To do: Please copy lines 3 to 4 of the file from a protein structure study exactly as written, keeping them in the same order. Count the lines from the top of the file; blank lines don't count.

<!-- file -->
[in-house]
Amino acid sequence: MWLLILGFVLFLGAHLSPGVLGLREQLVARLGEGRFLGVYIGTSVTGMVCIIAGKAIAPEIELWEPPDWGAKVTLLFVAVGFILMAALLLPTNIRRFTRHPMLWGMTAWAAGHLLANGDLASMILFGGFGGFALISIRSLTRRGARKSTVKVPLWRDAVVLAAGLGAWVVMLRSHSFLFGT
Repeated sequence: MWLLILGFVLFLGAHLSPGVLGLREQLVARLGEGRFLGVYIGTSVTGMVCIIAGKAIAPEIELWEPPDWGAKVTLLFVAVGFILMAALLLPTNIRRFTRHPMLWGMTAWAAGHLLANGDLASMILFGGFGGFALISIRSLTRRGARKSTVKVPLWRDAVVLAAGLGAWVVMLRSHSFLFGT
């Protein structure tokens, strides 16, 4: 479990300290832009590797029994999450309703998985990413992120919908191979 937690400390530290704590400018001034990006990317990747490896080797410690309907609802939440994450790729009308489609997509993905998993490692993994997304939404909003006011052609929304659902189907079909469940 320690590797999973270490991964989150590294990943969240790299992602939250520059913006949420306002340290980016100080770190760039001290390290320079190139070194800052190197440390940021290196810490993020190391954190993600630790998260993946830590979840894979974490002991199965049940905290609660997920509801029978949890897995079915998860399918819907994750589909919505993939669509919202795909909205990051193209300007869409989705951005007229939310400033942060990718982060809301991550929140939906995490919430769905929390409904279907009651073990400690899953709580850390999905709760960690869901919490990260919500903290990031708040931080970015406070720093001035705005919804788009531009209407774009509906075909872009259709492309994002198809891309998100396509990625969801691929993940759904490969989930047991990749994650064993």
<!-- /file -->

Repeated sequence: MWLLILGFVLFLGAHLSPGVLGLREQLVARLGEGRFLGVYIGTSVTGMVCIIAGKAIAPEIELWEPPDWGAKVTLLFVAVGFILMAALLLPTNIRRFTRHPMLWGMTAWAAGHLLANGDLASMILFGGFGGFALISIRSLTRRGARKSTVKVPLWRDAVVLAAGLGAWVVMLRSHSFLFGT
């Protein structure tokens, strides 16, 4: 479990300290832009590797029994999450309703998985990413992120919908191979 937690400390530290704590400018001034990006990317990747490896080797410690309907609802939440994450790729009308489609997509993905998993490692993994997304939404909003006011052609929304659902189907079909469940 320690590797999973270490991964989150590294990943969240790299992602939250520059913006949420306002340290980016100080770190760039001290390290320079190139070194800052190197440390940021290196810490993020190391954190993600630790998260993946830590979840894979974490002991199965049940905290609660997920509801029978949890897995079915998860399918819907994750589909919505993939669509919202795909909205990051193209300007869409989705951005007229939310400033942060990718982060809301991550929140939906995490919430769905929390409904279907009651073990400690899953709580850390999905709760960690869901919490990260919500903290990031708040931080970015406070720093001035705005919804788009531009209407774009509906075909872009259709492309994002198809891309998100396509990625969801691929993940759904490969989930047991990749994650064993």